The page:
Roppongi | Projects
"Cityscapes in Blurred Light"
July 3 (Sat), - July 31 (Sat), 2021
GALLERY MoMo Projects is pleased to present a solo exhibition of Shunsuke Taira titled Cityscapes in Blurred Light. In this exhibition, Taira will show his latest paintings themed on “labor.” “Blurred Light” in the title is a word Taira created by imagining the light and sight that appears in the other side of drowsiness and fatigue like a phantom.
From the beginning, Taira mainly uses the urban buildings and constructions as his motifs with his imaginations. The traditional architectures, buildings in the urban city, and industrial constructions Taira described in his paintings show the small hope, and also include the sense of disappointment. They are even ironic.
By showing the imaginary futuristic scenes, the artist succeeds in highlighting the issues that people have faced, since the Industrial Revolution; modern civilization has improved our life for a long time, but it has also brought a lot of problems such as environmental pollutions and destroying the traditional cultures and buildings. Also, he employs human body parts to express the desires and the contradiction many people have in the high technology society.
The detailed buildings in his works have both déjà vu and the future we have never seen. In addition, they give a feeling of anxiety and craziness that the ideals and the desires lead to. However, the lights in his works give viewers a warm feeling and suggest a small flame of hope that leads us to the place where we should be in the future. The artist said that he liked to see the night views in the industrial area. With a sense of exaltation from the advance in technology, Taira looks at the depth of people’s everyday life.
Based on his experiences of part-time jobs in the warehouse and his friends’ working experiences, Taira depicts the scenes mixed with reality and illusion in the latest paintings. Showing the scenes that are depressed and empty by using the dark tone and the motifs, they embody the working environment of modern Japanese society. Even though there are no anthropomorphic elements as in the early works and no people in the works, the feeling of exhaustion created by the people in the city adds humanity to the fictional world of the paintings.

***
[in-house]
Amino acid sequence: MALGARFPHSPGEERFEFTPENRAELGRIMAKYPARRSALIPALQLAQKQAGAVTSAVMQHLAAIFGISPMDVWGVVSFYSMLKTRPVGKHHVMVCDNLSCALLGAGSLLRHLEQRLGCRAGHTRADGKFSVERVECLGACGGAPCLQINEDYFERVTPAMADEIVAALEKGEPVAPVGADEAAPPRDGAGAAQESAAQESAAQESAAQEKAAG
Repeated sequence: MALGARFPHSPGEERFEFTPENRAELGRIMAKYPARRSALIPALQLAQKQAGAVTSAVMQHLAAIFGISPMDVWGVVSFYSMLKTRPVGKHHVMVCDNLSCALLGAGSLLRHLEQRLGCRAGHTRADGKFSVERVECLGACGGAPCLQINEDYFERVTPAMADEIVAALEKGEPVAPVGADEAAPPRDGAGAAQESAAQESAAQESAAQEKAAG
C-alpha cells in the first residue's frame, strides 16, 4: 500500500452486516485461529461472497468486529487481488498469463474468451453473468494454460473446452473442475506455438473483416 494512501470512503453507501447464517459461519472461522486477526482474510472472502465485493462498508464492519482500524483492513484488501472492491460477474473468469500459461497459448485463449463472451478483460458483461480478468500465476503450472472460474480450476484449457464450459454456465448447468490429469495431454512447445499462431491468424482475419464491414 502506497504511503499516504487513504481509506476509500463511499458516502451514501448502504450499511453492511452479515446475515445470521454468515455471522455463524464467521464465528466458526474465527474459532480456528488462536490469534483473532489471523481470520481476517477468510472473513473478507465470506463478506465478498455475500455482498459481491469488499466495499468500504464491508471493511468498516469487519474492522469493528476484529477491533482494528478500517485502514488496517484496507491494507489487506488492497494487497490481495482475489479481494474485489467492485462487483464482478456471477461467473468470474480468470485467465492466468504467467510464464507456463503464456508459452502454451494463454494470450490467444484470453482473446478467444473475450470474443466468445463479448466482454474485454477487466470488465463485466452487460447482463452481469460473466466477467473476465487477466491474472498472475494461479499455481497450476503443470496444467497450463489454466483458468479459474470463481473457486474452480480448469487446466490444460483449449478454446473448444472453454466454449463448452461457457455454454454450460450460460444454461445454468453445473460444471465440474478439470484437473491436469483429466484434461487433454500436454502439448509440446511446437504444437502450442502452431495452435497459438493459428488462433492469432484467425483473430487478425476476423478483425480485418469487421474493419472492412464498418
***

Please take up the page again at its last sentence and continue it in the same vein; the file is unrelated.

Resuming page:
Shunsuke Taira was born in 1988 in Tokyo and graduated from Tokyo University of the Arts in 2012. He received his MA from the university in 2014 and had the first solo exhibition at the gallery. His works are in Pigozzi Collection and Hokubu Memorial Picture Museum.
The keyword of “fatigue of city” has been a stick in my head for years.
I’ve always felt that the urban landscape that is seemingly gorgeous is bleeding with some distortion and depression.
I cannot help being conscious of the people who work in the skyscrapers, which are the symbol of the town, and the latest huge commercial facilities rather than the buildings.
For me, the city is not a symbol of development, but a densely populated area of labor.
As an artist, I feel alienated and out of the loop when I saw the office workers who withstand a crowded train by blocking the senses with the screen of smartphones and earphones, and the construction crews who keep assembling building materials while getting sunburned.
Just as I have my perspective, they also have their perspectives as a worker. I can only imagine, but I wanted to express the various landscapes they see as beautiful landscape paintings.
1988 Born in Hiroshima, Japan
2012 B.F.A., Painting, Tokyo National University of Fine Arts and Music
2014 M.F.A., Tokyo National University of Fine Arts and Music
2021 GALLERY MoMo Projects, Tokyo
2016 GALLERY MoMo Ryogoku, Tokyo
2014 GALLERY MoMo Projects, Tokyo
2020 "Rethink" GALLERY MoMo Ryogoku, Tokyo
2014 "Group Show" Tokyo Metropolitan Senior High School of Fine Arts, Performing Arts and Classical Music, Tokyo
2012 "Turning Point vol.2" GALLERY MoMo Roppongi, Tokyo
"interaction vol.1" GALLERY MoMo Roppongi, Tokyo
2011 "New-laid eggs vol.2" GALLERY MoMo Ryogoku, Tokyo
The JAPIGOZZI Collection
Hokubu Memorial Picture Museum, Hokkaido